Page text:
What the Apostles and elders did in Acts 15 on the question of circumcision was gather the evidence from statements of prophecy, examples of conversions without circumcision, and then drawing the “judgment”, verdict, or necessary inference. They did what we all have to do on any question. There is really just one common sense way to approach any Bible subjected. You gather the evidence as they did, you test it for relevance to the issue at hand, and you draw the necessary conclusions from the tested evidence.
Our courts are set up to use this approach because it is common sense. Suppose someone came along and said we need to free all prisoners because the courts have been using a faulty hermeneutic? That would certainly cause us some concern for the person making such a claim. But, I’m sure there would be people who would rally to that man and act like he was really thinking and being wise and conscientious. The fact would still remain that in order for the man to be credible he would have to do more than CLAIM that a faulty hermeneutic was the problem of the injustice of having so many men and women in prison, but he would have to show exactly HOW the evidence SHOULD be handled in order to arrive at the right conclusions and judgment. Unless he can clearly set forth his case for a “new hermeneutic” his credibility will rightly fall flat.
In similar manner, brethren today who say we need a “new hermeneutic” and then proceed to say that the old way of judging and determining truth was faulty and brought about faulty conclusions, will view this man suspiciously until he sets forth the clarity of a better way of handling evidence. We would gladly listen if the man will actually show a better way of gathering, handling, and testing evidence so that the right conclusions can be drawn. But, merely claiming that gathering the evidence, testing it, and drawing the necessary conclusions is a faulty process and a faulty “hermeneutic” is not going to clear up anything.
Before someone came along and termed it CENI, we have long been doing it as in Acts 15 long before a summarizing acrostic (CENI) was invented to describe it. There is nothing wrong with the description summary, but I never consciously think of the acrostic description while I am studying the evidence on a topic. I simply gather the available evidence as they did in Acts 15 and try to draw the necessary conclusions.
Now, if the teachers of circumcision had accused the apostles and elders of needing a “new hermeneutic” and that the problem was that their SENI approach (statements, examples, necessary inference approach) is what blinded them and was causing division, the apostles and elders would have probably engaged the man further to see what was wrong with their hermeneutic. If the man did not show clearly what was wrong with what they did, then they would have good reason to mark that man (Rom.16:17).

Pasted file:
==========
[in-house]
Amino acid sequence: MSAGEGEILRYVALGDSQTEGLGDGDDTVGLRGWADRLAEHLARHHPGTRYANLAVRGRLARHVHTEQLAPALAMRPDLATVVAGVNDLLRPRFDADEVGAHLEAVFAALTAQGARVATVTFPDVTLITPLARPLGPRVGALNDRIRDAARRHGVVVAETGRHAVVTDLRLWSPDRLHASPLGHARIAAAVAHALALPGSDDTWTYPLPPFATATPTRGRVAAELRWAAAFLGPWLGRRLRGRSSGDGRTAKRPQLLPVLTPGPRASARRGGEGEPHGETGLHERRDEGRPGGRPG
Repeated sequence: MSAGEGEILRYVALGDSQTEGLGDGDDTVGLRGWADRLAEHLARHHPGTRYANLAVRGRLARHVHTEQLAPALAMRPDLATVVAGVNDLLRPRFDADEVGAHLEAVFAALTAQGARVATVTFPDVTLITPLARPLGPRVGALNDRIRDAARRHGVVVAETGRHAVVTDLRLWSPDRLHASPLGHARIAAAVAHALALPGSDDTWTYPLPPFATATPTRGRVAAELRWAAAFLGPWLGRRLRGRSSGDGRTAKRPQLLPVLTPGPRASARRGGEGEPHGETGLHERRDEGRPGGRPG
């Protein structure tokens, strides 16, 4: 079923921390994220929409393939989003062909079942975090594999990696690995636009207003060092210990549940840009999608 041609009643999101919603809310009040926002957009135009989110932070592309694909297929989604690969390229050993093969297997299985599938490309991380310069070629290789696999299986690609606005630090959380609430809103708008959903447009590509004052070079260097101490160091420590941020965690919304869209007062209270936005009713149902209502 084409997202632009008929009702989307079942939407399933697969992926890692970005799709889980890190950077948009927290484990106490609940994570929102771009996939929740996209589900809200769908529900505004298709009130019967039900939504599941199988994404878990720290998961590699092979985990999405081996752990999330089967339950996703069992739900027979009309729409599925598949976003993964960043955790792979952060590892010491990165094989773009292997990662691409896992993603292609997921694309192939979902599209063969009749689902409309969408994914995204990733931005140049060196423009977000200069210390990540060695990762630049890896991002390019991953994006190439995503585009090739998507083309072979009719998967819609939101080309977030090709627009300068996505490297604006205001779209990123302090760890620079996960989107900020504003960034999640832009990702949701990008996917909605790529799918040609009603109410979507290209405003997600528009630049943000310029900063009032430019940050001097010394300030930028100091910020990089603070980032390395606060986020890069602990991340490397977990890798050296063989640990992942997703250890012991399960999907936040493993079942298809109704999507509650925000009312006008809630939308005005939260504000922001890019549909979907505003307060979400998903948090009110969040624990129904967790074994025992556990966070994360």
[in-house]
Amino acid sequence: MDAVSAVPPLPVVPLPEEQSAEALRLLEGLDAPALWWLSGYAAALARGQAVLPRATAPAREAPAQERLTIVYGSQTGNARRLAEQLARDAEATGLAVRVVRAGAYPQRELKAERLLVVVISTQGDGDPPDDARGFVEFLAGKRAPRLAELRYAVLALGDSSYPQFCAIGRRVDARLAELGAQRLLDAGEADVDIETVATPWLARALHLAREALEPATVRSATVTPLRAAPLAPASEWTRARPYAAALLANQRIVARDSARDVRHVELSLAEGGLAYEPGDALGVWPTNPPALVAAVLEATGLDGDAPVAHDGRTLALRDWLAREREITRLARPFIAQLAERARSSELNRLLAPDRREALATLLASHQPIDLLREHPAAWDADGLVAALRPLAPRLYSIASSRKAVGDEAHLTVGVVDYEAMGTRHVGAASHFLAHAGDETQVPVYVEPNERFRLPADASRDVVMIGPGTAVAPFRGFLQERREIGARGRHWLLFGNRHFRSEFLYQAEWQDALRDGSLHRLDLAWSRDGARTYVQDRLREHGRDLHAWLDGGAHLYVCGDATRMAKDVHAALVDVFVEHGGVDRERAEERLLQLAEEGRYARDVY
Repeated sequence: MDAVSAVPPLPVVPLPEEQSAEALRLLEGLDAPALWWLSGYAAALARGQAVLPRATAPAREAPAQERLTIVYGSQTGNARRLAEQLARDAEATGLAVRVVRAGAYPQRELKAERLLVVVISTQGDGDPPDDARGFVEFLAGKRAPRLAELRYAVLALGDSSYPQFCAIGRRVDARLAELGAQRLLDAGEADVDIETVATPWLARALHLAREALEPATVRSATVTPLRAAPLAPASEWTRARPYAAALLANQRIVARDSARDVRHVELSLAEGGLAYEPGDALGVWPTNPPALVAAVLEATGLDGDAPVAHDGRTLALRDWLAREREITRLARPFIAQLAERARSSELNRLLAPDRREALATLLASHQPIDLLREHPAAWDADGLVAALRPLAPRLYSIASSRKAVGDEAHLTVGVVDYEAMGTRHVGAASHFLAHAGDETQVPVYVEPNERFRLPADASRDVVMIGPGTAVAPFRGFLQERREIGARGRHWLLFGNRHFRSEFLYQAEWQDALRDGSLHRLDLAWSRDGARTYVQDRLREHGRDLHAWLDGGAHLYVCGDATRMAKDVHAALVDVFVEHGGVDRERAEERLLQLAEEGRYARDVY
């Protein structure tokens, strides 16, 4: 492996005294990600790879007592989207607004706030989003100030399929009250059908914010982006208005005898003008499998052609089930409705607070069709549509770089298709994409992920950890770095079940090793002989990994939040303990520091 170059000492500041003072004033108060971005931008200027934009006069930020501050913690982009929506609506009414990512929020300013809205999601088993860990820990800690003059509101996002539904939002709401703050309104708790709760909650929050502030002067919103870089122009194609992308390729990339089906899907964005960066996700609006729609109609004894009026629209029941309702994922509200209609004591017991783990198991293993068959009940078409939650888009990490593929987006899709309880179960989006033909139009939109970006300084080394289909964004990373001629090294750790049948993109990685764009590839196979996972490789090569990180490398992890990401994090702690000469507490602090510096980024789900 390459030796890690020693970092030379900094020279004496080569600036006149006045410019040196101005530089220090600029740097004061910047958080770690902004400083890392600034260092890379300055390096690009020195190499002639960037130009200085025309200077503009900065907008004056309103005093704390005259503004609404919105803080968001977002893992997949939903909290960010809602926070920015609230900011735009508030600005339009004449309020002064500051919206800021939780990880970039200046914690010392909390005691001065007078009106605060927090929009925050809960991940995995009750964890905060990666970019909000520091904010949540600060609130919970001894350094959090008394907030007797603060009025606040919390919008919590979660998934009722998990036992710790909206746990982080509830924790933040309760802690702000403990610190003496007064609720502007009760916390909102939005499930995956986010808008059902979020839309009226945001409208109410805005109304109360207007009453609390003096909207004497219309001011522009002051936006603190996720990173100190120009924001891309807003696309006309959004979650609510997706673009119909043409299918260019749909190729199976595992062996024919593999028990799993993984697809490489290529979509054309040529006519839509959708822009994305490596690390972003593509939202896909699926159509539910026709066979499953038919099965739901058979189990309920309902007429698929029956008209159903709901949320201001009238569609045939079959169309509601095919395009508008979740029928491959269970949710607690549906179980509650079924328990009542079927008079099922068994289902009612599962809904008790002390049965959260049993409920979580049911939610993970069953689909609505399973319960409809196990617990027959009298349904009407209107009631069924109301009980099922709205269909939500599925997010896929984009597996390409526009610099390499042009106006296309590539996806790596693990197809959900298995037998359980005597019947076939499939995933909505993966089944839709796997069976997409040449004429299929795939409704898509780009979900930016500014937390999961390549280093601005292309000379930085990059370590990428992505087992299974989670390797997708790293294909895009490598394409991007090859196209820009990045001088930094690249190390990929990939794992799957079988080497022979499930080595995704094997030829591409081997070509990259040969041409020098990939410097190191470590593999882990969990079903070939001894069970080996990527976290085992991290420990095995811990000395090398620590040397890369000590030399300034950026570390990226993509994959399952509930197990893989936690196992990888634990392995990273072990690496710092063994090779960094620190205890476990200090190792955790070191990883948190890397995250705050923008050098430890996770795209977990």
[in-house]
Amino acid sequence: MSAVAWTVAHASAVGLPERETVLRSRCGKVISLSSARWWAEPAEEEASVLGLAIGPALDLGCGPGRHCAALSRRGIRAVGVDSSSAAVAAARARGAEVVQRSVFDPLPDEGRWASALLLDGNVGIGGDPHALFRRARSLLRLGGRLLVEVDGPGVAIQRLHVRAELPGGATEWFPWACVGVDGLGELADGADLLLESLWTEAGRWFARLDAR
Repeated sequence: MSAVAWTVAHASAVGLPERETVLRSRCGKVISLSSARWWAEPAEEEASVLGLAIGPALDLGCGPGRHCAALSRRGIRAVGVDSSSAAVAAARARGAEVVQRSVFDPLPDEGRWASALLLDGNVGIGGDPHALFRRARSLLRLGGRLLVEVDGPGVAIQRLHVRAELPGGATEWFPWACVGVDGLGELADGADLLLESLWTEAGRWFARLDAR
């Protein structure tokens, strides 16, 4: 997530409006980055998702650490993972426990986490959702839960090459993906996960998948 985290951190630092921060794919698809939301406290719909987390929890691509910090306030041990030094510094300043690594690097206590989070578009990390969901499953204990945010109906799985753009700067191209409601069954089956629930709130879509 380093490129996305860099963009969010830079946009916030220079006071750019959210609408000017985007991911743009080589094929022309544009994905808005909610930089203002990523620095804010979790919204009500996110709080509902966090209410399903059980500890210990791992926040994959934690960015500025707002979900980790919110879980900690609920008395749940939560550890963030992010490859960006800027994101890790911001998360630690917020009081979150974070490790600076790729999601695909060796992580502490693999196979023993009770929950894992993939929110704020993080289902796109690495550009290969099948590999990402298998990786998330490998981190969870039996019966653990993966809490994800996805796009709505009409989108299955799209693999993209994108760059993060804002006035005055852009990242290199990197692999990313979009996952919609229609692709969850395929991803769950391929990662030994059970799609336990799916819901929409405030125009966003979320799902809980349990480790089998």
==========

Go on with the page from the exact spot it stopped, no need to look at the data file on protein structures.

The problem is not with the summarizing acrostic (CENI). It is just a summary of what we do without even thinking about it. It summarizes that we gather the relevant evidence and draw the conclusions from the evidence. That is all we can do.
Even if you never hear of the acrostic, you do the same thing they did in Acts 15. So, why not call it “the Acts 15 hermeneutic” if CENI gives you problems? What you CALL what you do with evidence and conclusions is NEVER the problem. The problem is always either: 1) Not gathering all the evidence, or 2) mishandling the evidence, or 3 ) ignoring the evidence. And, this is why different conclusions are reached. Disputing is good if you are testing ideas. The apostles and elders engaged “much dispute” before they laid out the evidence and drew the conclusion they reached over the circumcision question.
Using Acts 15 as the model for a process of dealing with issues of differences, it is unifying if you truly want truth. If you don’t want truth it doesn’t do any good to test ideas in “much dispute”. The process even in Acts 15 does not work for those who do not WANT the truth.
If we don’t like the conclusions on a matter, then retest the evidence and show where the conclusions went wrong, but don’t blame a summary acrostic for causing blindness and division. Let us not divide over an acrostic summary. Call it the “Acts 15 Hermeneutic” and go on and gather the evidence and draw the conclusions demanded. We don’t need a new hermeneutic. We just need to use the same common sense they used in Acts 15. Combine that process with love, honesty, and desire for truth, and we can come to the unity of the faith in the unity of the Spirit. -Terry W. Benton